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American revolution part 1

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  • 1. By, Tyson Gannon
    American Revolution Part 1
  • 2. Ch. 14 The Atlantic*News
    The increased volume and predictability of shipping improved the flow of transatlantic information, eroding the colonial sense of isolation.
    Increased information from home-and greater colonial dependence upon it-stimulated the development of colonial newspapers.
    The London news afforded a barometer of political stability and foreign relations-both of great importance as the colonists became more involved in transatlantic commerce and more vulnerable to imperial warfare.
  • 3. Ch. 14 The Atlantic*Trade
    During the eighteenth century, trade within the empire became increasingly complex.
    Rather than a simple, bilateral trade between the colonies and Britain, the empire developed a multilateral trading system that used bills of exchange drawn on London merchant firms to balance regional credits and debits.
    The improved flow of information and more complex patterns of commerce boosted economic growth in the colonies.
  • 4. Ch.15 Awakenings*Establishments
    Most colonies’ founders believed that public morality, political harmony, and social order required religious uniformity.
    On pain of fines, jail, and whipping, they required the colonists to attend, and pay taxes for, one “established” church.
    At the end of the seventeenth century, most colonies offered less religious toleration than did the mother country.
  • 5. Ch.15 Awakenings*Growth and Limits
    Despite the difficult conditions, every colonial region developed an extensive and conspicuous array of churches.
    Despite the impressive extensive growth in religion, many ministers complained that only a declining minority of adults qualified for full church membership and communion.
    In addition to the many denominational divisions, colonial churches were developing an internal rift between evangelicals and rationalists.
  • 6. Ch.17 The Great Plains*Villagers and Nomads
    Until about A.D. 800 the Great Plains belonged to many small and dispersed bands of hunter-gatherers, who traveled on foot.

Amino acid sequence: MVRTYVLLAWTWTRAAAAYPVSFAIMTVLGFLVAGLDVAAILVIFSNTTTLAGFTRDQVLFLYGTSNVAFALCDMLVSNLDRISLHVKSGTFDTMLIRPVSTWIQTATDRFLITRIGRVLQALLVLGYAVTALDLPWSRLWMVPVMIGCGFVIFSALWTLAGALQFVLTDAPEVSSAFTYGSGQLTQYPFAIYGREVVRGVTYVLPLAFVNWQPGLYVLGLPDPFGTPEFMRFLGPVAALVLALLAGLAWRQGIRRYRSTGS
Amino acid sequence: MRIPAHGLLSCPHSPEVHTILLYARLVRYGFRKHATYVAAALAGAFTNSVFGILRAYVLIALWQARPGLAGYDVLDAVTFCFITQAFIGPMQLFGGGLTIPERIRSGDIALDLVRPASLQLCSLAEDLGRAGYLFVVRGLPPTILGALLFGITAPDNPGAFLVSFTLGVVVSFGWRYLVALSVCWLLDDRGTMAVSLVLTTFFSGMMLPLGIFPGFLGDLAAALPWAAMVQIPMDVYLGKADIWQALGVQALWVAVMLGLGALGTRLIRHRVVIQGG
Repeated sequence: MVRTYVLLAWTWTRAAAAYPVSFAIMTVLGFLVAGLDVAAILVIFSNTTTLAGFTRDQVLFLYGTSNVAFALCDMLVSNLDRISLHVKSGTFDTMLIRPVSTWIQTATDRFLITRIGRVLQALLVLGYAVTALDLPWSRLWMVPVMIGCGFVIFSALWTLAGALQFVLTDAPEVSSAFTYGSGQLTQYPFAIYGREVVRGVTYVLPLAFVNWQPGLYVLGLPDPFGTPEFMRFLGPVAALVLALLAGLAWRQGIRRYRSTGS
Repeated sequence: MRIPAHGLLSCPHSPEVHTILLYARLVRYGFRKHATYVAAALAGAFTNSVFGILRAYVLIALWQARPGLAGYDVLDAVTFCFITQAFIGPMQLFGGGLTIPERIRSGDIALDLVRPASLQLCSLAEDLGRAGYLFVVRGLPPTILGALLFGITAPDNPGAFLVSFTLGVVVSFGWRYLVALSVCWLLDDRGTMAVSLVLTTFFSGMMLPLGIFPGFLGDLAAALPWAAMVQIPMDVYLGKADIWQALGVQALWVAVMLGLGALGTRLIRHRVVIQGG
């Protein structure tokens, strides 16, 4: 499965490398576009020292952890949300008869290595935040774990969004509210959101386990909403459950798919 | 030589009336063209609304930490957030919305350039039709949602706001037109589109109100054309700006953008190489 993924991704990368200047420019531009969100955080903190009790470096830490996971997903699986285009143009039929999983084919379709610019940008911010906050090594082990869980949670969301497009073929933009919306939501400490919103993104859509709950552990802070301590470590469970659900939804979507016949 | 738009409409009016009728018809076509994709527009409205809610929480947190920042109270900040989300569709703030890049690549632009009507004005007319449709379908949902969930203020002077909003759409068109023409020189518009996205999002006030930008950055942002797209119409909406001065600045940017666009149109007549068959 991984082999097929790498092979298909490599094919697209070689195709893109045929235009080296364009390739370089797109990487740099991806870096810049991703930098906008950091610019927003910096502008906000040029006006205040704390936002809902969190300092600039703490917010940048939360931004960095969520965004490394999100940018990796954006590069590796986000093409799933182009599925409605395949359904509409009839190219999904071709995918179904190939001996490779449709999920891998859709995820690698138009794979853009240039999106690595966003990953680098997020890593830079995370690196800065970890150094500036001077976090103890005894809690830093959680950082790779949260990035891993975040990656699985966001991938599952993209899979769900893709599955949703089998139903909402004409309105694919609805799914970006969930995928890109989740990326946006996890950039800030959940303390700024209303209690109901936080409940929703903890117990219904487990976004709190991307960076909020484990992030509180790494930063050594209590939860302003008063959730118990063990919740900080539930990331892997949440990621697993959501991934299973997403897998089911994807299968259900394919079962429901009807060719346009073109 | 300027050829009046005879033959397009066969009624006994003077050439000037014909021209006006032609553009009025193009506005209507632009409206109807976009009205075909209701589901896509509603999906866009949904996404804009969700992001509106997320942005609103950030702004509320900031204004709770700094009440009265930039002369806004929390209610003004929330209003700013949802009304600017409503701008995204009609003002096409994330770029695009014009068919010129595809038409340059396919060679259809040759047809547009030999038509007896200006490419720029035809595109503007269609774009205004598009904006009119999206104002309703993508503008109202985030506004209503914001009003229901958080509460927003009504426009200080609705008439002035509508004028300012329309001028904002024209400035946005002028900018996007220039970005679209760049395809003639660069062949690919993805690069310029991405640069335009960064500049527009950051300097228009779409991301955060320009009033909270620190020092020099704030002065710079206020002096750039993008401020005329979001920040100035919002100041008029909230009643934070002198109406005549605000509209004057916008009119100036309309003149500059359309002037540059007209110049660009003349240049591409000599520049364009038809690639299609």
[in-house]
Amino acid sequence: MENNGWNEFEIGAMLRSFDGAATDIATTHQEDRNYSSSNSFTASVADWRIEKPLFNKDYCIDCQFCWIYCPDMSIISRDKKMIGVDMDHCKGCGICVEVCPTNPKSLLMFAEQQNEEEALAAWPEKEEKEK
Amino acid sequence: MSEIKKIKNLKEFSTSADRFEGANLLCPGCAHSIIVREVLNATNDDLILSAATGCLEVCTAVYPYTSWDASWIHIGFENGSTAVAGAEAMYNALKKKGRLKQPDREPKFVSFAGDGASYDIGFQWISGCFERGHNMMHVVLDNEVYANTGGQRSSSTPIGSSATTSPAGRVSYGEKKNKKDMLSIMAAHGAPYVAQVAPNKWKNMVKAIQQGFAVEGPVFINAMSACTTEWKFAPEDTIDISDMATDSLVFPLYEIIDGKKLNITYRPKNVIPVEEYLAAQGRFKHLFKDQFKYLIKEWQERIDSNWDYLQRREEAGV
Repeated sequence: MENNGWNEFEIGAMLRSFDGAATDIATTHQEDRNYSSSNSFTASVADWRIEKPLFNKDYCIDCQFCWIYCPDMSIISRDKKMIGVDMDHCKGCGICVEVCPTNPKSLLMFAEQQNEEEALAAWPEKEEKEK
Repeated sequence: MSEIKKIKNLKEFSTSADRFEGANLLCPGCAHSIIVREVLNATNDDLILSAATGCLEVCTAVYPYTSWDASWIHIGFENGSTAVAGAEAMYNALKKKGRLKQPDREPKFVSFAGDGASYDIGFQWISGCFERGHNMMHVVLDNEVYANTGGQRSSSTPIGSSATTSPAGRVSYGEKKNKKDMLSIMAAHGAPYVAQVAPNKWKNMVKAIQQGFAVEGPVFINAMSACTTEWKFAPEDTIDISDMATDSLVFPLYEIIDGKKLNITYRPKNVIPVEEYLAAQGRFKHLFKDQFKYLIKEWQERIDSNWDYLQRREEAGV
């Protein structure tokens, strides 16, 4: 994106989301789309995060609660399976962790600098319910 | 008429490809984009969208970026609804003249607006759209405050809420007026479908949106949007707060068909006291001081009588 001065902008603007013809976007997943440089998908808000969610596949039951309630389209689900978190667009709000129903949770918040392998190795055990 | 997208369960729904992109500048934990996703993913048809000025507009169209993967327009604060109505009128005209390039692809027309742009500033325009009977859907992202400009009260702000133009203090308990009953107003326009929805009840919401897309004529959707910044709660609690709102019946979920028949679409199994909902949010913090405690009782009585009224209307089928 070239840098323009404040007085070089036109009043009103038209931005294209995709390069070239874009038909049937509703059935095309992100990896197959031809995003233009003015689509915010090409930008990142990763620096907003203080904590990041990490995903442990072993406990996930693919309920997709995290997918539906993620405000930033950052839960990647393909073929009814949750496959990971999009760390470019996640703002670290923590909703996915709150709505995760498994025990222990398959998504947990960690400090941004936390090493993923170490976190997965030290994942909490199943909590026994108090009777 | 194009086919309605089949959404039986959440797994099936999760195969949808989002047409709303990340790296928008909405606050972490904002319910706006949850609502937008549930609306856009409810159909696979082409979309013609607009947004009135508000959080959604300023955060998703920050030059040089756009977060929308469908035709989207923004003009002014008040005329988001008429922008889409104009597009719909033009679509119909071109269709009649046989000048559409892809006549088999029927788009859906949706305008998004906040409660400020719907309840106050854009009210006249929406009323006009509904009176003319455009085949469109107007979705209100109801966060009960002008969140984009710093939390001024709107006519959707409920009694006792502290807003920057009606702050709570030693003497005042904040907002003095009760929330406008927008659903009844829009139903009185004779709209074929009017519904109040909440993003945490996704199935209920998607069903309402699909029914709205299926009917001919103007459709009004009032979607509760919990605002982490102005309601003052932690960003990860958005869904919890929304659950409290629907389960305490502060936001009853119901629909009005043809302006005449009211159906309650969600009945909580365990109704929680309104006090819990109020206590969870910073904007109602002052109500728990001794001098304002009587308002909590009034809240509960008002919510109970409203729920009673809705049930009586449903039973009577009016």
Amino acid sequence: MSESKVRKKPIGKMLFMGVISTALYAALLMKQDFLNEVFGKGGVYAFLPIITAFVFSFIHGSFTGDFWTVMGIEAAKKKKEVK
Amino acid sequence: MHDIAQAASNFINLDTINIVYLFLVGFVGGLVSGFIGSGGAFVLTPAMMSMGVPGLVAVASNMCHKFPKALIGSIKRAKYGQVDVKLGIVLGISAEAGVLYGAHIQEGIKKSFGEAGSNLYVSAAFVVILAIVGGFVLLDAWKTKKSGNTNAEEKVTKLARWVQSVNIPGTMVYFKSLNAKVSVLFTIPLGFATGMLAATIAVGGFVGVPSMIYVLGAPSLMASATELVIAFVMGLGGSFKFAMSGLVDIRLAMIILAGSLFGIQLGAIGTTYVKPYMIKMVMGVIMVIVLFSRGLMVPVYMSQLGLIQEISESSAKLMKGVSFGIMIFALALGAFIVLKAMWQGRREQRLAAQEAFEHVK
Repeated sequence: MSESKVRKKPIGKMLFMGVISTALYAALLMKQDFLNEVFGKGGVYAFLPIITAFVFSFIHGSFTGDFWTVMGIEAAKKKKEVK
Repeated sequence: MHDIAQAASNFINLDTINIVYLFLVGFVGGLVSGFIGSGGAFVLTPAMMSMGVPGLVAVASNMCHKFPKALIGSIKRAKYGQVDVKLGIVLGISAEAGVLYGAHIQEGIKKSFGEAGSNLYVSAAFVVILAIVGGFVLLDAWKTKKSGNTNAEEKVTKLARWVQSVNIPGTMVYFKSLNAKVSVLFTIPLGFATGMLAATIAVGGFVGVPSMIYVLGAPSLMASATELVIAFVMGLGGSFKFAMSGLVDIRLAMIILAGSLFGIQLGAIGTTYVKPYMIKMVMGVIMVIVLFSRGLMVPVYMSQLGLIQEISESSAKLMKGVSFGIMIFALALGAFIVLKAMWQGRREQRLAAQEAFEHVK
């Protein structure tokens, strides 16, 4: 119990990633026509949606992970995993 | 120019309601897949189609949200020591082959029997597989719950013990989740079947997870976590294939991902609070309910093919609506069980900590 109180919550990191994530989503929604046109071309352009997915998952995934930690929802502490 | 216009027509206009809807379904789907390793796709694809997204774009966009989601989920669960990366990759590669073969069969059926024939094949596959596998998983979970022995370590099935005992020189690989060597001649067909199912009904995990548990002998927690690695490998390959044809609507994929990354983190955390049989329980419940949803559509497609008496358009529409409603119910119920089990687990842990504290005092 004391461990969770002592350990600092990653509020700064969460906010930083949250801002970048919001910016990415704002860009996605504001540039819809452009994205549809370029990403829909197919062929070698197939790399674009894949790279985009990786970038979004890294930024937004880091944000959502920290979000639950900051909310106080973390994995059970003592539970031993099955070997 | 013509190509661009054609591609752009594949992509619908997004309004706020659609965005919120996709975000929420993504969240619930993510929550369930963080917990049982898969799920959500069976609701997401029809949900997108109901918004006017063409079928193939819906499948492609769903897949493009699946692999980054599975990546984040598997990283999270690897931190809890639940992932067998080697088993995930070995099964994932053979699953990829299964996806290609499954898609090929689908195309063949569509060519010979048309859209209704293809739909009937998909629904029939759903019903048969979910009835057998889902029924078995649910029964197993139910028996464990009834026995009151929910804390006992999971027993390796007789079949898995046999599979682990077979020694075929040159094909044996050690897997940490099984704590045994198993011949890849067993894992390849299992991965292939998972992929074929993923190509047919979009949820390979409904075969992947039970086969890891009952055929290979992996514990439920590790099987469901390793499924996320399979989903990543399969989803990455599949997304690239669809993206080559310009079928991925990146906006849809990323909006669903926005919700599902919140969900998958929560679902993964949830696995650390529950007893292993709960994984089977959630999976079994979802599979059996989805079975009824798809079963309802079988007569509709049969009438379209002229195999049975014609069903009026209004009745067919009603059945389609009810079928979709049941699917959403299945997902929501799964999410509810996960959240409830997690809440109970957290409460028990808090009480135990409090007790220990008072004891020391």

Life in permanent, substantial, and prosperous villages encouraged the development of an elaborate annual cycle of religious ceremonies meant to ensure the continued success of crops and hunting.
    Nomads were mostly known as being buffalo hunters.
    Unlike the villagers, the nomads lived year-round in many small mobile camps with few possessions, little time for ceremonies, and scant surplus food.
  • 7. Ch.17 The Great Plains*Horses and Guns
    The association of Great Plains Indians with the horse is relatively recent and depended upon the colonial intrusion.
    During the 18th century, as they obtained horses, the great plains peoples also acquired firearms.
    They sought guns to defend their villages and raid their enemies, but they continued to rely on the bow for hunting buffalo.
  • 8. Ch. 18 Imperial Wars and Crisis *Renewed War
    During the 1720s and 1730s the dominant British politician, Sir Robert Walpole, preferred stability and peace over the costly uncertainties of a renewed war with France.
    In the press and Parliament, the war party fanned public outrage over the severe treatment of British sailors and smugglers by Spanish colonial authorities.
  • 9. Ch. 18 Imperial Wars and Crisis *Balance of Power
    Savvy imperialists recognized that Indians determined the military balance of power within North America.
    Skilled at guerrilla warfare, Indians dominated the forest passages between the rival empires.
    A prolonged war depleted the supplies in New France and Louisiana, obliging more Indians to make peace with British officials so that they could obtain trade goods.

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